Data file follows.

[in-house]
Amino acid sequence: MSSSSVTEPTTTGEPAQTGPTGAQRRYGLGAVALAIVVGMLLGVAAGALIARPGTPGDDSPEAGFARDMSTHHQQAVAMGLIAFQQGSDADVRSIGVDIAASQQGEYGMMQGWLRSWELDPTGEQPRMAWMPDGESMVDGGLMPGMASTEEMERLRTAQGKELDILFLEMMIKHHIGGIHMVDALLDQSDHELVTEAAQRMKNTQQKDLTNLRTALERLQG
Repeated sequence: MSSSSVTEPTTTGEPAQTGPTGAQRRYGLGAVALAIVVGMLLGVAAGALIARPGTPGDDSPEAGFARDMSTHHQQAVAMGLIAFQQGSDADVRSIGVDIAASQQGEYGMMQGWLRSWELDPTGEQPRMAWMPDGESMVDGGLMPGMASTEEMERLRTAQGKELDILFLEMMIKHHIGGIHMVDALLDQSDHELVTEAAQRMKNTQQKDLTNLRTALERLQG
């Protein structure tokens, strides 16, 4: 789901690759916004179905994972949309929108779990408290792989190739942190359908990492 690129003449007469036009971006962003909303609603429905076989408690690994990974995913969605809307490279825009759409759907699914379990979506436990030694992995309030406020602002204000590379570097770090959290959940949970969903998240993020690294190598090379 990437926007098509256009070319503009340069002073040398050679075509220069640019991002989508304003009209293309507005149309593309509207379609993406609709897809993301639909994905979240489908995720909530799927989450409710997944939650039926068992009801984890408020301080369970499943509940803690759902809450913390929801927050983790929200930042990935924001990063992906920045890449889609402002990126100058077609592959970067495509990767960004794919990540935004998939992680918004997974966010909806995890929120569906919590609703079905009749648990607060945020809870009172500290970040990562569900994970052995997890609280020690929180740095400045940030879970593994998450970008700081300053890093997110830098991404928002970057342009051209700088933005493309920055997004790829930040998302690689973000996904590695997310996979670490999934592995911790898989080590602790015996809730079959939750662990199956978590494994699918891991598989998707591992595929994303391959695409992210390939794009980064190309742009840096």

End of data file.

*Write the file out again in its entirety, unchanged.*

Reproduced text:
[in-house]
Amino acid sequence: MSSSSVTEPTTTGEPAQTGPTGAQRRYGLGAVALAIVVGMLLGVAAGALIARPGTPGDDSPEAGFARDMSTHHQQAVAMGLIAFQQGSDADVRSIGVDIAASQQGEYGMMQGWLRSWELDPTGEQPRMAWMPDGESMVDGGLMPGMASTEEMERLRTAQGKELDILFLEMMIKHHIGGIHMVDALLDQSDHELVTEAAQRMKNTQQKDLTNLRTALERLQG
Repeated sequence: MSSSSVTEPTTTGEPAQTGPTGAQRRYGLGAVALAIVVGMLLGVAAGALIARPGTPGDDSPEAGFARDMSTHHQQAVAMGLIAFQQGSDADVRSIGVDIAASQQGEYGMMQGWLRSWELDPTGEQPRMAWMPDGESMVDGGLMPGMASTEEMERLRTAQGKELDILFLEMMIKHHIGGIHMVDALLDQSDHELVTEAAQRMKNTQQKDLTNLRTALERLQG
């Protein structure tokens, strides 16, 4: 789901690759916004179905994972949309929108779990408290792989190739942190359908990492 690129003449007469036009971006962003909303609603429905076989408690690994990974995913969605809307490279825009759409759907699914379990979506436990030694992995309030406020602002204000590379570097770090959290959940949970969903998240993020690294190598090379 990437926007098509256009070319503009340069002073040398050679075509220069640019991002989508304003009209293309507005149309593309509207379609993406609709897809993301639909994905979240489908995720909530799927989450409710997944939650039926068992009801984890408020301080369970499943509940803690759902809450913390929801927050983790929200930042990935924001990063992906920045890449889609402002990126100058077609592959970067495509990767960004794919990540935004998939992680918004997974966010909806995890929120569906919590609703079905009749648990607060945020809870009172500290970040990562569900994970052995997890609280020690929180740095400045940030879970593994998450970008700081300053890093997110830098991404928002970057342009051209700088933005493309920055997004790829930040998302690689973000996904590695997310996979670490999934592995911790898989080590602790015996809730079959939750662990199956978590494994699918891991598989998707591992595929994303391959695409992210390939794009980064190309742009840096």